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Resolved, That the one grand vital issue to be made with1 the Slave Power is, the dissolution of the existing Ameri-can Union.

Resolved, That an Anti-Slavery conscience which is bounded by 36 degrees 30 minutes north latitude, instead of presenting any barrier to the aggressions of the Slave Power, may be safely disregarded and scoffed at by the South, as hypocritical in its pretended opposition to slavery, cowardly in its spirit, and spasmodic in its action. John Randolph's phrase; Lib. 25.109.

On May 22, “against the strongest popular remonstrances—against an unprecedented demonstration of religious sentiment—against the laws of God and the rights of universal man—in subversion of plighted faith, in utter disregard of the scorn of the world, and for purposes as diabolical as can be conceived of or consummated here on earth” Lib. 24.82. (to use Mr. Garrison's language), the final passage of the Nebraska Bill took place in the House. Two days later in Boston, while the city was2 still profoundly moved by the five months struggle to avert this calamity, Anthony Burns was arrested as a3 fugitive from Virginia, and the popular excitement at once rose to fever heat, during a week without a parallel since the days of the Revolution. Various anniversary conventions—of the abolitionists and the woman-suffragists among others—brought great numbers of people to the capital of the State while the case was on trial; but also from the suburbs men poured in expressly to defeat the slave-hunter—in one case, that of Worcester, as a4 town delegation. Other pens must fill in the picture which we can only outline here—how Burns, like Sims, was kept a prisoner in the Court-house; how a mass meeting in Faneuil Hall, on the evening of May 26, was5 addressed with impassioned eloquence by Wendell Phillips and Theodore Parker, urging everything short of violent resistance to the rendition of Burns; how a magnanimous attack was simultaneously6 made upon the 7 Court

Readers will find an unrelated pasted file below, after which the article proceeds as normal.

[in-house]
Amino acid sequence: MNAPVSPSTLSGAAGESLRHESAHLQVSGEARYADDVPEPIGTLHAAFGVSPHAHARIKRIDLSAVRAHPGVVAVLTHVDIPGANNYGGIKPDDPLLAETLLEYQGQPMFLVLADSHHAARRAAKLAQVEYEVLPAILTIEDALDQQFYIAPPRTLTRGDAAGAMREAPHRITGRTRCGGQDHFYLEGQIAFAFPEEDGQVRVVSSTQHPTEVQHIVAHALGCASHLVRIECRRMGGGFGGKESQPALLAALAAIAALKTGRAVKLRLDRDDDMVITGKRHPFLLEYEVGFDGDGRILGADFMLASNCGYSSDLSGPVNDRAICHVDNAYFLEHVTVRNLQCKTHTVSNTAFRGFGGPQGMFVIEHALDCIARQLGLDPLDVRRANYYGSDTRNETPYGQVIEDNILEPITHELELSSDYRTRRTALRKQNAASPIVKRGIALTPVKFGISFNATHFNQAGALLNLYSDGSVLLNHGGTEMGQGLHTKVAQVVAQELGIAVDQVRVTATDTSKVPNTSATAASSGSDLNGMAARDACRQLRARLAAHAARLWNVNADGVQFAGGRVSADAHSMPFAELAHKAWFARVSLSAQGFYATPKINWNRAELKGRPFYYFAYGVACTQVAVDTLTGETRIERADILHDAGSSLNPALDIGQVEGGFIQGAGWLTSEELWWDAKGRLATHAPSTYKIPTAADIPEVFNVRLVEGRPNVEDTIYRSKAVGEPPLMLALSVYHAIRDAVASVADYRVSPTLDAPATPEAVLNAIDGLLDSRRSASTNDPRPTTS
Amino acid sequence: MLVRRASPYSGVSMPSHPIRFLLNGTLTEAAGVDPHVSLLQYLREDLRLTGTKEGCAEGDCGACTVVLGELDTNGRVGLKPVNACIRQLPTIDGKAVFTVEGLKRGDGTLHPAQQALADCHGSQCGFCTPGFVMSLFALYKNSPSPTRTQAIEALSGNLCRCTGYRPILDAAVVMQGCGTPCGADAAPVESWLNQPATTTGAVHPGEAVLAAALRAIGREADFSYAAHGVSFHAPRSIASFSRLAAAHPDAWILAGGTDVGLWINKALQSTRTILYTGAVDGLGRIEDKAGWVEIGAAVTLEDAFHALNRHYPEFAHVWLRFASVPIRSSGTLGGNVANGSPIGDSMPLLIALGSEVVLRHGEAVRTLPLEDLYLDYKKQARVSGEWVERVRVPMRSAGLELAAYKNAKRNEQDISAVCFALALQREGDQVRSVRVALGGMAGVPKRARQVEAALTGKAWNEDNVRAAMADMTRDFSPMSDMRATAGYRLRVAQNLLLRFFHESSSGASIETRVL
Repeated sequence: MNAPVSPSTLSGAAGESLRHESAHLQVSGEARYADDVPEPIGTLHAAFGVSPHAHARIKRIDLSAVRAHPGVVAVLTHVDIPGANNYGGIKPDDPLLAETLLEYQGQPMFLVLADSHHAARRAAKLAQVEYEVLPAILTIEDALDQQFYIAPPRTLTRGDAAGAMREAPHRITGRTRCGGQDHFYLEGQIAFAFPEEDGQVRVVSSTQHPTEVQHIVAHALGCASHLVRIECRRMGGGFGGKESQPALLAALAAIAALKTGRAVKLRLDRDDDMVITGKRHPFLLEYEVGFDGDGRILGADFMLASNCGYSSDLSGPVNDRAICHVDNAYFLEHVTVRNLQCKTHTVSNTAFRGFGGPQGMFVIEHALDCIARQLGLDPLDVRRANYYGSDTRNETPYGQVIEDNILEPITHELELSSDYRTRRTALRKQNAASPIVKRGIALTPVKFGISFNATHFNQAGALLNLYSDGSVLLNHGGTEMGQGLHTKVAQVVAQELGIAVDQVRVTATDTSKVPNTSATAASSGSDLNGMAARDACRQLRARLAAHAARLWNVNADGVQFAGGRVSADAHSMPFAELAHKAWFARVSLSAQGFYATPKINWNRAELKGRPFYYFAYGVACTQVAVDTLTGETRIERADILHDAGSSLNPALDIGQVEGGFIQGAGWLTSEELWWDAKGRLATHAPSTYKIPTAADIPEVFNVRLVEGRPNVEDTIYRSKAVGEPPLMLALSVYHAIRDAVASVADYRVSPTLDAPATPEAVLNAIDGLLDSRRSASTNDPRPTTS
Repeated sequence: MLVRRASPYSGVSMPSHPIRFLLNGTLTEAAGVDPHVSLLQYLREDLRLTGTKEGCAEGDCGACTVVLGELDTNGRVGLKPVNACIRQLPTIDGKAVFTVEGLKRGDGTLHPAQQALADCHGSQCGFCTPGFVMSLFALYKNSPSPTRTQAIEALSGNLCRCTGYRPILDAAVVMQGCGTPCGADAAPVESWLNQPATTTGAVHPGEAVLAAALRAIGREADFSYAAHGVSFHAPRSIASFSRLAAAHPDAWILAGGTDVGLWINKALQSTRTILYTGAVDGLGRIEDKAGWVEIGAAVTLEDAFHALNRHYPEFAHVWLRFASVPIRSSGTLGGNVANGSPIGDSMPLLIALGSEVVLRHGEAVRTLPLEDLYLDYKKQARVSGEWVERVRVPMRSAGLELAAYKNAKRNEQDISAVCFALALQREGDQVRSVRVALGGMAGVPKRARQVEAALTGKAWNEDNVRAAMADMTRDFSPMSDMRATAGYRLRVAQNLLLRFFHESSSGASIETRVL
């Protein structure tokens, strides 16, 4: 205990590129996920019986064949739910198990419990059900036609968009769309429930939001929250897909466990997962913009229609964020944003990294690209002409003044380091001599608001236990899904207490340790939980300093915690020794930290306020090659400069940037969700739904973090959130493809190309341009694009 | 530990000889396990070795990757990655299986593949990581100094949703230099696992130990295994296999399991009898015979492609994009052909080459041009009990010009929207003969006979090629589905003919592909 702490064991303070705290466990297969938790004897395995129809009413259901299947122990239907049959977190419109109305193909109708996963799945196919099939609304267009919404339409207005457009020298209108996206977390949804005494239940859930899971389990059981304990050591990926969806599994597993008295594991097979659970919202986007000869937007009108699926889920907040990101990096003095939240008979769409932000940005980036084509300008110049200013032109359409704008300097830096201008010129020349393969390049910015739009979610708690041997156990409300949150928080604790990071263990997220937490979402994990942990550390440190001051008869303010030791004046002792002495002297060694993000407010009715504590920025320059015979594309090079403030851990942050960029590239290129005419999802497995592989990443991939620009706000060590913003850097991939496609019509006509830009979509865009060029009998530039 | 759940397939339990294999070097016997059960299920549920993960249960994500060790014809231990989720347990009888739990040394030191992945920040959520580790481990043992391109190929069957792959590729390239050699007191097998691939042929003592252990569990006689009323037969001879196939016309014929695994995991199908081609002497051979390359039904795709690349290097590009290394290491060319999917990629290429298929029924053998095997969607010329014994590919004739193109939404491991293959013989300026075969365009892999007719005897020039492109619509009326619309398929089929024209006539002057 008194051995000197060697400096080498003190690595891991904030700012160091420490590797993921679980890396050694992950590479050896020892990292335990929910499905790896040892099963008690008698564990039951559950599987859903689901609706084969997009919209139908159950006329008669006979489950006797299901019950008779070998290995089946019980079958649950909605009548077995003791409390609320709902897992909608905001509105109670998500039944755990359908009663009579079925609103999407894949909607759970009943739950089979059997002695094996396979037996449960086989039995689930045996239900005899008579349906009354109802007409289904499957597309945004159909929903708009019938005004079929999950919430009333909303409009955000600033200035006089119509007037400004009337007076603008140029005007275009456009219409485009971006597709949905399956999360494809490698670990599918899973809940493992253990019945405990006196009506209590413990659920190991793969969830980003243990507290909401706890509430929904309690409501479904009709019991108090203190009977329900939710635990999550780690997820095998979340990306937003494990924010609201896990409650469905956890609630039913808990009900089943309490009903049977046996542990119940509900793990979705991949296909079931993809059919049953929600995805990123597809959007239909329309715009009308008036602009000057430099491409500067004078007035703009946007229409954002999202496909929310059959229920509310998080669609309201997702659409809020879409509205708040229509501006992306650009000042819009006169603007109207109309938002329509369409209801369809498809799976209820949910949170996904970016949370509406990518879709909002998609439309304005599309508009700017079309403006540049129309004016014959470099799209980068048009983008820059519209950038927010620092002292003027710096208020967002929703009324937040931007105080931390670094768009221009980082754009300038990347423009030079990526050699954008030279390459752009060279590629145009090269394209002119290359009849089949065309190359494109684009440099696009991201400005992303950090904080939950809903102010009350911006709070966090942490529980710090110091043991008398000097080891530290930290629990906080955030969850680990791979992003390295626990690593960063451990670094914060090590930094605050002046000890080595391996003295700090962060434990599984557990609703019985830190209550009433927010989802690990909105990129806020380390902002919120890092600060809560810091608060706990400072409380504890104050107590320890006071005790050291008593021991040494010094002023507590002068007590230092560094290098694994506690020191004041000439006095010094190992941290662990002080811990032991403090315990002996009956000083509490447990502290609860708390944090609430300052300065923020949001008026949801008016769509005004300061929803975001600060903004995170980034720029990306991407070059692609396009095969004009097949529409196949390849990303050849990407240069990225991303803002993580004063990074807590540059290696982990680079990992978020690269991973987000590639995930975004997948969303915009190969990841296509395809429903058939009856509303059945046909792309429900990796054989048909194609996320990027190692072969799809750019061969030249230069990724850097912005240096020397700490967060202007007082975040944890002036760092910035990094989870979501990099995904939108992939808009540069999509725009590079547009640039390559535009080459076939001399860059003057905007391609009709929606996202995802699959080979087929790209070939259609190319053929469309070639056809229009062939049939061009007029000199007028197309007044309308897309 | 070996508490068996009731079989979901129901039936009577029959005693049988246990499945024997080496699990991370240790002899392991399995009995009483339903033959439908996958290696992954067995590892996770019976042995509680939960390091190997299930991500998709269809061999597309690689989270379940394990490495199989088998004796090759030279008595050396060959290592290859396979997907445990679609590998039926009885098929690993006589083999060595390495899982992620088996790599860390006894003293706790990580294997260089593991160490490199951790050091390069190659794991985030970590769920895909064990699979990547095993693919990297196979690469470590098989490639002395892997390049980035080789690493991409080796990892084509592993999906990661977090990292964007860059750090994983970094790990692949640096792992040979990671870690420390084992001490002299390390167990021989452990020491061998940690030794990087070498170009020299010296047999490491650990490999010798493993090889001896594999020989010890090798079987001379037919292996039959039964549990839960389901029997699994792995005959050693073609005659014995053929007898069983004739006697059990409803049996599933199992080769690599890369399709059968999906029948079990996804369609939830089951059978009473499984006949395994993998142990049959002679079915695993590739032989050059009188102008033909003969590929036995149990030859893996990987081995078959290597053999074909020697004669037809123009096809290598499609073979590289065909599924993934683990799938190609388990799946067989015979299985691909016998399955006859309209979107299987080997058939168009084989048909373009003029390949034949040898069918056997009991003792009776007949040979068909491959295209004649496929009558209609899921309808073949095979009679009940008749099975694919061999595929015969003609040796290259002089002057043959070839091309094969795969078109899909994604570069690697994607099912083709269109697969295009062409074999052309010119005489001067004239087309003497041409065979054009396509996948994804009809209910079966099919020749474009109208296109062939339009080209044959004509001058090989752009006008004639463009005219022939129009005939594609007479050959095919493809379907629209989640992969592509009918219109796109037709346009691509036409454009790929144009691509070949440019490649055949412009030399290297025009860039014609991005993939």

1 Lib. 24.81.

2 May 24, 1854.

3 Lib. 24.86.

4 Lib. 24.86, 87.

5 Lib. 24.86.

6 Not consequently. ‘The attack was planned deliberately, cautiously, and (as the almost success proved) most judiciously’ (Ms. June 28, 1854, T. W. Higginson to W. L. G.).

7 Lib. 28.43.

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